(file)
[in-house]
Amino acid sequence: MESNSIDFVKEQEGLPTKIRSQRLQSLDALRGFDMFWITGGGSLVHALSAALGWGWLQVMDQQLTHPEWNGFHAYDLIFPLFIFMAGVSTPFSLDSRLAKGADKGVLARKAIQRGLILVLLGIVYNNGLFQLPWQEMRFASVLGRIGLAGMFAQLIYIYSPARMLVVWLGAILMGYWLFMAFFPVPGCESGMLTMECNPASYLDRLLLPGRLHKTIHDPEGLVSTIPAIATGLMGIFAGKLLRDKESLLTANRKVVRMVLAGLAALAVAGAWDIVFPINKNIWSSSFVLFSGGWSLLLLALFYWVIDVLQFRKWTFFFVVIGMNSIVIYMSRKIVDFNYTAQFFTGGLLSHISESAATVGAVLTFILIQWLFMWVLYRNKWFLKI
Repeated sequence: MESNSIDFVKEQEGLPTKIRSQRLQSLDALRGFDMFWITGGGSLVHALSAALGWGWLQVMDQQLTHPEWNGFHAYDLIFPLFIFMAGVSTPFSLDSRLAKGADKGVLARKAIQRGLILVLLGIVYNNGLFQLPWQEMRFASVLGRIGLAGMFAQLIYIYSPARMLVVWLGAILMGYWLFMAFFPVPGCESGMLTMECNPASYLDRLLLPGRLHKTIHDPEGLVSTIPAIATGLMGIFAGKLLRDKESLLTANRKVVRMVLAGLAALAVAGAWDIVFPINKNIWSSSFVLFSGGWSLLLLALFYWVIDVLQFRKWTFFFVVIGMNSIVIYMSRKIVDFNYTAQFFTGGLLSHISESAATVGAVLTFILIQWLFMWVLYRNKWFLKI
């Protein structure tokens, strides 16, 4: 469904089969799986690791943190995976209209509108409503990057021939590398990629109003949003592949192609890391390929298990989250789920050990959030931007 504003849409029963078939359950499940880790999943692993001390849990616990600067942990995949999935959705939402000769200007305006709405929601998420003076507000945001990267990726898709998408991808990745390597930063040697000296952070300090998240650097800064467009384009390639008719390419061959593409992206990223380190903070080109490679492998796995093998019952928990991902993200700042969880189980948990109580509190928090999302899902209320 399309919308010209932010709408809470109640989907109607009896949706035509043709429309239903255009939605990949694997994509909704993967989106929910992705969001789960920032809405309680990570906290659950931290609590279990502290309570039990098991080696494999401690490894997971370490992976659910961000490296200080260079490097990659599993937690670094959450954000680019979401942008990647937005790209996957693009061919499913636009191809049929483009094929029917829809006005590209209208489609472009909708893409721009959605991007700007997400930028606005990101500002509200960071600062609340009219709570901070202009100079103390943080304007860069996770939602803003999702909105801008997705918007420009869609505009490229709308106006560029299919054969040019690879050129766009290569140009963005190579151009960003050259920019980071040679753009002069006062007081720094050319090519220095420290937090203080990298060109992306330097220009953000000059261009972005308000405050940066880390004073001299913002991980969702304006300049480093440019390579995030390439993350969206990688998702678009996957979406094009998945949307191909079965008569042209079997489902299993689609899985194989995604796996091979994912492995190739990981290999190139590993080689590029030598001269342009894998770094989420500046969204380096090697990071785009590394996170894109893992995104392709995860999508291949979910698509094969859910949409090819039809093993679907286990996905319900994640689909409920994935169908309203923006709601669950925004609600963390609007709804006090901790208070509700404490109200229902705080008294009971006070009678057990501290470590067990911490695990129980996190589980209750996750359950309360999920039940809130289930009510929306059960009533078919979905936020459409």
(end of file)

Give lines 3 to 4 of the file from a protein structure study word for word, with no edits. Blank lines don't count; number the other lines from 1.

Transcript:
Repeated sequence: MESNSIDFVKEQEGLPTKIRSQRLQSLDALRGFDMFWITGGGSLVHALSAALGWGWLQVMDQQLTHPEWNGFHAYDLIFPLFIFMAGVSTPFSLDSRLAKGADKGVLARKAIQRGLILVLLGIVYNNGLFQLPWQEMRFASVLGRIGLAGMFAQLIYIYSPARMLVVWLGAILMGYWLFMAFFPVPGCESGMLTMECNPASYLDRLLLPGRLHKTIHDPEGLVSTIPAIATGLMGIFAGKLLRDKESLLTANRKVVRMVLAGLAALAVAGAWDIVFPINKNIWSSSFVLFSGGWSLLLLALFYWVIDVLQFRKWTFFFVVIGMNSIVIYMSRKIVDFNYTAQFFTGGLLSHISESAATVGAVLTFILIQWLFMWVLYRNKWFLKI
């Protein structure tokens, strides 16, 4: 469904089969799986690791943190995976209209509108409503990057021939590398990629109003949003592949192609890391390929298990989250789920050990959030931007 504003849409029963078939359950499940880790999943692993001390849990616990600067942990995949999935959705939402000769200007305006709405929601998420003076507000945001990267990726898709998408991808990745390597930063040697000296952070300090998240650097800064467009384009390639008719390419061959593409992206990223380190903070080109490679492998796995093998019952928990991902993200700042969880189980948990109580509190928090999302899902209320 399309919308010209932010709408809470109640989907109607009896949706035509043709429309239903255009939605990949694997994509909704993967989106929910992705969001789960920032809405309680990570906290659950931290609590279990502290309570039990098991080696494999401690490894997971370490992976659910961000490296200080260079490097990659599993937690670094959450954000680019979401942008990647937005790209996957693009061919499913636009191809049929483009094929029917829809006005590209209208489609472009909708893409721009959605991007700007997400930028606005990101500002509200960071600062609340009219709570901070202009100079103390943080304007860069996770939602803003999702909105801008997705918007420009869609505009490229709308106006560029299919054969040019690879050129766009290569140009963005190579151009960003050259920019980071040679753009002069006062007081720094050319090519220095420290937090203080990298060109992306330097220009953000000059261009972005308000405050940066880390004073001299913002991980969702304006300049480093440019390579995030390439993350969206990688998702678009996957979406094009998945949307191909079965008569042209079997489902299993689609899985194989995604796996091979994912492995190739990981290999190139590993080689590029030598001269342009894998770094989420500046969204380096090697990071785009590394996170894109893992995104392709995860999508291949979910698509094969859910949409090819039809093993679907286990996905319900994640689909409920994935169908309203923006709601669950925004609600963390609007709804006090901790208070509700404490109200229902705080008294009971006070009678057990501290470590067990911490695990129980996190589980209750996750359950309360999920039940809130289930009510929306059960009533078919979905936020459409």